Tucked away at the bottom of a winding, tree-lined road lies one of Seattle’s best beach parks. Carkeek Park offers acres of wetlands and hiking trails, an impressive beach (accessed via a train overpass and some pretty spectacular views), a playground and plenty of prime picnic spots. Check out the cool salmon slide, take an easy hike along Piper’s Canyon Story Trail, and search for crabs, shells and other treasures along the rocky beach.

Picnic Pointers: Since access to the beach includes trekking the overpass and a steep set of stairs, your best bet is to picnic around the play area, then venture down to the beach afterwards. There is plenty of parking, but the lots are situated in various areas along the main road in, so try for the lot closest to the playground (directly across from the beach). Restrooms on site.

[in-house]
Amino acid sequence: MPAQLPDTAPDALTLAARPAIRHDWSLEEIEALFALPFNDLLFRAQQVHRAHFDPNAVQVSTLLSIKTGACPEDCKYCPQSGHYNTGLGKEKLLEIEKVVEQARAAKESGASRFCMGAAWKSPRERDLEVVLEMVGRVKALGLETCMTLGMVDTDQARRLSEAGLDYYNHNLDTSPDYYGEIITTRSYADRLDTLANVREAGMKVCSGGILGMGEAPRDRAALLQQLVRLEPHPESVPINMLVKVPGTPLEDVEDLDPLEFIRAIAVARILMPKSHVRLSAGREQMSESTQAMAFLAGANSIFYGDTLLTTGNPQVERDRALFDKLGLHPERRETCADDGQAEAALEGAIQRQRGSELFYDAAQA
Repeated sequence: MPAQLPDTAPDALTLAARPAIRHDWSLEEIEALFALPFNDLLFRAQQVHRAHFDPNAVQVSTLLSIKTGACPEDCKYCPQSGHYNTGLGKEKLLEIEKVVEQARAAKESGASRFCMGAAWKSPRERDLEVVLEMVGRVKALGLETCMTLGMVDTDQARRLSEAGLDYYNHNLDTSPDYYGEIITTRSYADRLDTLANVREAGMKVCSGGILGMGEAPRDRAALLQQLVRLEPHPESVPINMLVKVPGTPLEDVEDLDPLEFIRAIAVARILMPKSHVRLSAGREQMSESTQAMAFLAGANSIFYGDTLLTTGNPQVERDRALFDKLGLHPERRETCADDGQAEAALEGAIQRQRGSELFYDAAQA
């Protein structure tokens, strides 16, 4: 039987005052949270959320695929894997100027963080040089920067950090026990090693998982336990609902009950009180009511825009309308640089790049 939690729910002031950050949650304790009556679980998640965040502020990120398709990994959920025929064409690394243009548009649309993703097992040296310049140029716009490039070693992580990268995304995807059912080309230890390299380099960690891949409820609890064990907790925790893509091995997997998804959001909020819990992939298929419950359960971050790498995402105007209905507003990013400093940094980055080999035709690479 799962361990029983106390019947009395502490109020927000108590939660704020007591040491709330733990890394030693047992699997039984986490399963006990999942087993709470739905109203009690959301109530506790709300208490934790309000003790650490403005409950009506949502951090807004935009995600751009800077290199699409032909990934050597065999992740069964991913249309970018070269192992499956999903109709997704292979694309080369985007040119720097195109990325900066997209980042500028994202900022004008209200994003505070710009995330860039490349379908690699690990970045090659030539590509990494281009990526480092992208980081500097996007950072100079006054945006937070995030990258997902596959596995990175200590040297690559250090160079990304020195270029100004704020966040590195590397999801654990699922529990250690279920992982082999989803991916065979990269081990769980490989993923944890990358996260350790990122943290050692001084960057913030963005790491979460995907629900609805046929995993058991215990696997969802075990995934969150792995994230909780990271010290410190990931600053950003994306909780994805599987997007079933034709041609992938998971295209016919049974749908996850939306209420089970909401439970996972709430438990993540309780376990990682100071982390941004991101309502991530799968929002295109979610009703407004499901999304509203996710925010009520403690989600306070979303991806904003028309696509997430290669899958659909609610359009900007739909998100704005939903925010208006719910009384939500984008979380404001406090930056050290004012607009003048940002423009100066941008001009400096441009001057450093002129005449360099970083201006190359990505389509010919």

950 NW Carkeek Park Rd


Ella Bailey Park (Magnolia)

Somewhat of a hidden gem, Ella Bailey Park spent its early years as the former Magnolia Elementary School playground but has since been updated and is now a family-friendly fave. The park boasts large, picnic-perfect lawns, an awesome play area and unsurpassed views of the Seattle skyline. The playground has structures for both big and little kids, and a smooth path that circles the park makes for prime scootering. There’s also a handful of picnic tables and BBQ pits.

Picnic Pointers: There are no bathrooms here (just a port-a-potty), so plan ahead. Also, it’s one of the best places to watch the fireworks.